But on November 2, 2020, weeks before the 25th anniversary of the interview, the Daily Mail published a letter from Diana’s brother Charles Spencer, 9th Earl Spencer, accusing the BBC of “sheer dishonesty” and unethical behind-the-scenes maneuvers secure the interview.
Following his public statements, the BBC opened an independent investigation into the circumstances of the interview.
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Earl Spencer and his nephews, Prince William and Prince Harry, follow the coffin of Diana, Princess of Wales, at her funeral on September 6, 1997.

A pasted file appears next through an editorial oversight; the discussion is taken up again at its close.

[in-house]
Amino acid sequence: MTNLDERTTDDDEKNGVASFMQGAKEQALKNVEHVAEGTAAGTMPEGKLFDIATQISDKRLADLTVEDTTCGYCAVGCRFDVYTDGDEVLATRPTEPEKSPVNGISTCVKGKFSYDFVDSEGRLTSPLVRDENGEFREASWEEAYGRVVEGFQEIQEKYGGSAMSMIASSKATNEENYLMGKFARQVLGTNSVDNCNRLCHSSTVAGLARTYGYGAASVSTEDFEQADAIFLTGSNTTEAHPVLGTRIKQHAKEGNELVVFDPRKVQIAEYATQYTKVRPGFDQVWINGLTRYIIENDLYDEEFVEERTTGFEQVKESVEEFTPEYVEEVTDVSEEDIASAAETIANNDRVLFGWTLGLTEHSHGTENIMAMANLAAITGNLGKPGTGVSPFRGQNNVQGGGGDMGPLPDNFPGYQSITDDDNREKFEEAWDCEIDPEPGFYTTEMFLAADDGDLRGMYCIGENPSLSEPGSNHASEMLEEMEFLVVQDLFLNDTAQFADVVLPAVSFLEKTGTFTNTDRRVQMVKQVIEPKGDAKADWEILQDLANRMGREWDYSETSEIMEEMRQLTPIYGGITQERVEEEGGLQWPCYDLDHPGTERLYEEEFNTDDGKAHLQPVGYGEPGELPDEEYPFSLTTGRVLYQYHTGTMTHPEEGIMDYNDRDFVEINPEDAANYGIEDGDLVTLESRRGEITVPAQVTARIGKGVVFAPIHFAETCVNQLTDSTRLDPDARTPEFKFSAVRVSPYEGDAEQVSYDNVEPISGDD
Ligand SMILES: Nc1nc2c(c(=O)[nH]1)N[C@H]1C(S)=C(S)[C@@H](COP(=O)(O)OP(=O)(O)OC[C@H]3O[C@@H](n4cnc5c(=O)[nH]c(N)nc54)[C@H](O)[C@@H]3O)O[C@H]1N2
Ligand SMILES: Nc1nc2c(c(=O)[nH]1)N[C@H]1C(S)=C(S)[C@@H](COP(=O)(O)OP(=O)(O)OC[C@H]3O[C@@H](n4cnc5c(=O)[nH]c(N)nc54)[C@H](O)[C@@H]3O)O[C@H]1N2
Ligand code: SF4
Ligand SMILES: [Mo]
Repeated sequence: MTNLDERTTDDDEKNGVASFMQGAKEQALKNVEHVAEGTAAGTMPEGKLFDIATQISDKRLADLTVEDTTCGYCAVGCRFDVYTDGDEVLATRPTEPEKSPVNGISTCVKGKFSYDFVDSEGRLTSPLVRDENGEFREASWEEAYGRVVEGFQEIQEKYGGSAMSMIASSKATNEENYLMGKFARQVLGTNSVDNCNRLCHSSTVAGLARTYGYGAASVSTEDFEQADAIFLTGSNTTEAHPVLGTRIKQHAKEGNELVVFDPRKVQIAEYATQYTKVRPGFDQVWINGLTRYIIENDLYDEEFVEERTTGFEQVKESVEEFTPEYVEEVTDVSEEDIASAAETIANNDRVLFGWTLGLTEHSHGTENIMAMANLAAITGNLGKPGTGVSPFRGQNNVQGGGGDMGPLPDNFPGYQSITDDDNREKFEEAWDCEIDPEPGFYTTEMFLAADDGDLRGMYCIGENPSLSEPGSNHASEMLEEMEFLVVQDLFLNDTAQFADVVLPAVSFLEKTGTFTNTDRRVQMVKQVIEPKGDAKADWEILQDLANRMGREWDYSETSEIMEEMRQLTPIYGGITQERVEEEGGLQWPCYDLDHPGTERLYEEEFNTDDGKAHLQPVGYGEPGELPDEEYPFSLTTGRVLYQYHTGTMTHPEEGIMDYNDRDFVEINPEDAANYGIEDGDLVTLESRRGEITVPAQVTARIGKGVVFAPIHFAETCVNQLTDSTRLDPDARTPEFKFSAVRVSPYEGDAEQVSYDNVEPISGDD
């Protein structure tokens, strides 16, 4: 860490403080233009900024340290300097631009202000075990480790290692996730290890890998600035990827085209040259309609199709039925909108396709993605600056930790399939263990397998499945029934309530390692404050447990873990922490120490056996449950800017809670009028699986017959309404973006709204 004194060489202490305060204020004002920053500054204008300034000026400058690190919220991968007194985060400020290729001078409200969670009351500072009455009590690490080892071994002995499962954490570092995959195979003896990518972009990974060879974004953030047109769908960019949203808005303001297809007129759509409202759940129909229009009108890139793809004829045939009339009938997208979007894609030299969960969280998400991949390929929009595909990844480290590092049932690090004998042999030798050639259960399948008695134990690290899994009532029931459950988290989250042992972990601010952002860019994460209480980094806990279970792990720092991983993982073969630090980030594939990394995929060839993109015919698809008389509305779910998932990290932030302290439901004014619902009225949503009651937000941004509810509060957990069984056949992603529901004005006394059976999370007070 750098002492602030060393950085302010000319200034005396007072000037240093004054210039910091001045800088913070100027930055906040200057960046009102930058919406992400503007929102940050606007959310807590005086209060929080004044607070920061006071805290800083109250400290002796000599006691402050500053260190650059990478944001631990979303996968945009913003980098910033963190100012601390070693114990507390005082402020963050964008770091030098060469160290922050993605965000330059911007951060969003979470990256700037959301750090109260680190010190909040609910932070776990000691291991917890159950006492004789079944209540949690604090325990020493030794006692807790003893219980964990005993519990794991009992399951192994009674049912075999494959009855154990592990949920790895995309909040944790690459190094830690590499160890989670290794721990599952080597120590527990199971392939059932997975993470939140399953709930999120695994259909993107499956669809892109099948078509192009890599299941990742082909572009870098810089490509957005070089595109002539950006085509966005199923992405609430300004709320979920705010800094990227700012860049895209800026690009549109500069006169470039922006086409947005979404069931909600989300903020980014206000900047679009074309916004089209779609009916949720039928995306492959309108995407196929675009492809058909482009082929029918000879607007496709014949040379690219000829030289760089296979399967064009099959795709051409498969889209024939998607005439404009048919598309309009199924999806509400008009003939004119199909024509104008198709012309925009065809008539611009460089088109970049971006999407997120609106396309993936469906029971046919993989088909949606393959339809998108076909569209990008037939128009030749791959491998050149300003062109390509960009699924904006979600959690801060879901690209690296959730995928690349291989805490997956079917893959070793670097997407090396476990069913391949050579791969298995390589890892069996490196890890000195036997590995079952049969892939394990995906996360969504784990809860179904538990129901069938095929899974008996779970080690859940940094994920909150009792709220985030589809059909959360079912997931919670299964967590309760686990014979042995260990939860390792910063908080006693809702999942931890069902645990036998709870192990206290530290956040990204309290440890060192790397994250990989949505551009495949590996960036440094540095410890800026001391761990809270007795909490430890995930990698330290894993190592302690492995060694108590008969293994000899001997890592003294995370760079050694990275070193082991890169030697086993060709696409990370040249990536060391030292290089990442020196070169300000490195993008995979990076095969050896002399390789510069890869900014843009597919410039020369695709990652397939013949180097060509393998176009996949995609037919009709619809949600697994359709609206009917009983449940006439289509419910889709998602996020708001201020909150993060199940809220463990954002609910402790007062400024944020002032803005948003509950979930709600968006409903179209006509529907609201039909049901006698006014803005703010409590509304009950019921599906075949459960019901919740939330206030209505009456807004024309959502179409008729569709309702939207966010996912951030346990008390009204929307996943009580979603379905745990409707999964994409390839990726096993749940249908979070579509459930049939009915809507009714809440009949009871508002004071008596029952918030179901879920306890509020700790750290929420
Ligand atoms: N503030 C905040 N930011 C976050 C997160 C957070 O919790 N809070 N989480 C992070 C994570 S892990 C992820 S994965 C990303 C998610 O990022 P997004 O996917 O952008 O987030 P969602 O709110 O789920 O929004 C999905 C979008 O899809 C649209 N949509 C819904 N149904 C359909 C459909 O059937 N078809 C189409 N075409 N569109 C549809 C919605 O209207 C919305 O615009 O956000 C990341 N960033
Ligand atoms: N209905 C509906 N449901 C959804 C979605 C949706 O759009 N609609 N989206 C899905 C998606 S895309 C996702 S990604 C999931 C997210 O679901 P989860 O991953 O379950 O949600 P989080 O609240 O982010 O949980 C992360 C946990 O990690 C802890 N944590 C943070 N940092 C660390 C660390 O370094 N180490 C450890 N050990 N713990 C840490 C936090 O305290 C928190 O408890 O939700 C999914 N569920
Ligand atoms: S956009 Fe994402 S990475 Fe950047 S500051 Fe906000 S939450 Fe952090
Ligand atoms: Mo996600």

According to this investigation, the results of which were released Thursday, Bashir “fooled” Earl Spencer with false information in order to get an introduction to his royal sister, which he then used to get her to agree to an interview. When this information first came out, the BBC covered up investigations into how [Bashir] ensured the interview and the accuracy of the methods he used. “
To gain Earl Spencer’s trust, Bashir hired an ignorant BBC graphic artist to prepare bank documents showing that a former employee had been paid by a newspaper group. The report also states that Bashir prepared additional bank statements showing that two of Diana’s current executives were paid by the same newspaper group (implying that the payments were made in exchange for sales of private information to the tabloids) . After the meeting at which Bashir showed these documents to Earl Spencer, he introduced the reporter to his royal sister.